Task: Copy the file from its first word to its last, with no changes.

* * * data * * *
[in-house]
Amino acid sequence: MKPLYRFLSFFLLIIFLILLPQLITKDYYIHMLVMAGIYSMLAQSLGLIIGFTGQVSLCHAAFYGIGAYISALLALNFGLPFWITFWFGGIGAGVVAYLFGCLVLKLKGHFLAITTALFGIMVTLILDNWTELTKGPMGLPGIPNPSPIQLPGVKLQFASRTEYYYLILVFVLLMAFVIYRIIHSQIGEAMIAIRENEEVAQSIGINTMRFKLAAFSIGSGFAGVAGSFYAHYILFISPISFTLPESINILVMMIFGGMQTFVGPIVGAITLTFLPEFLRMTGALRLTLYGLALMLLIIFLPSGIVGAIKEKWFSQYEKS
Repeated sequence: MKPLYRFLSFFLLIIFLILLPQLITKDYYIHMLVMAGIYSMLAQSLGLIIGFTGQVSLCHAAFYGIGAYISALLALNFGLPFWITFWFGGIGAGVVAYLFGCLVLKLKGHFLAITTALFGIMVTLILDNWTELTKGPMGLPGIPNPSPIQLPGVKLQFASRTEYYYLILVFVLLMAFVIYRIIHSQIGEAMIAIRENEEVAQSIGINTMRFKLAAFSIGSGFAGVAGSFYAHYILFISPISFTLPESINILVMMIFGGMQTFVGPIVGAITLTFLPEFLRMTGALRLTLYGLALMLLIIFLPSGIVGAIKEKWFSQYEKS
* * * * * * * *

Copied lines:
[in-house]
Amino acid sequence: MKPLYRFLSFFLLIIFLILLPQLITKDYYIHMLVMAGIYSMLAQSLGLIIGFTGQVSLCHAAFYGIGAYISALLALNFGLPFWITFWFGGIGAGVVAYLFGCLVLKLKGHFLAITTALFGIMVTLILDNWTELTKGPMGLPGIPNPSPIQLPGVKLQFASRTEYYYLILVFVLLMAFVIYRIIHSQIGEAMIAIRENEEVAQSIGINTMRFKLAAFSIGSGFAGVAGSFYAHYILFISPISFTLPESINILVMMIFGGMQTFVGPIVGAITLTFLPEFLRMTGALRLTLYGLALMLLIIFLPSGIVGAIKEKWFSQYEKS
Repeated sequence: MKPLYRFLSFFLLIIFLILLPQLITKDYYIHMLVMAGIYSMLAQSLGLIIGFTGQVSLCHAAFYGIGAYISALLALNFGLPFWITFWFGGIGAGVVAYLFGCLVLKLKGHFLAITTALFGIMVTLILDNWTELTKGPMGLPGIPNPSPIQLPGVKLQFASRTEYYYLILVFVLLMAFVIYRIIHSQIGEAMIAIRENEEVAQSIGINTMRFKLAAFSIGSGFAGVAGSFYAHYILFISPISFTLPESINILVMMIFGGMQTFVGPIVGAITLTFLPEFLRMTGALRLTLYGLALMLLIIFLPSGIVGAIKEKWFSQYEKS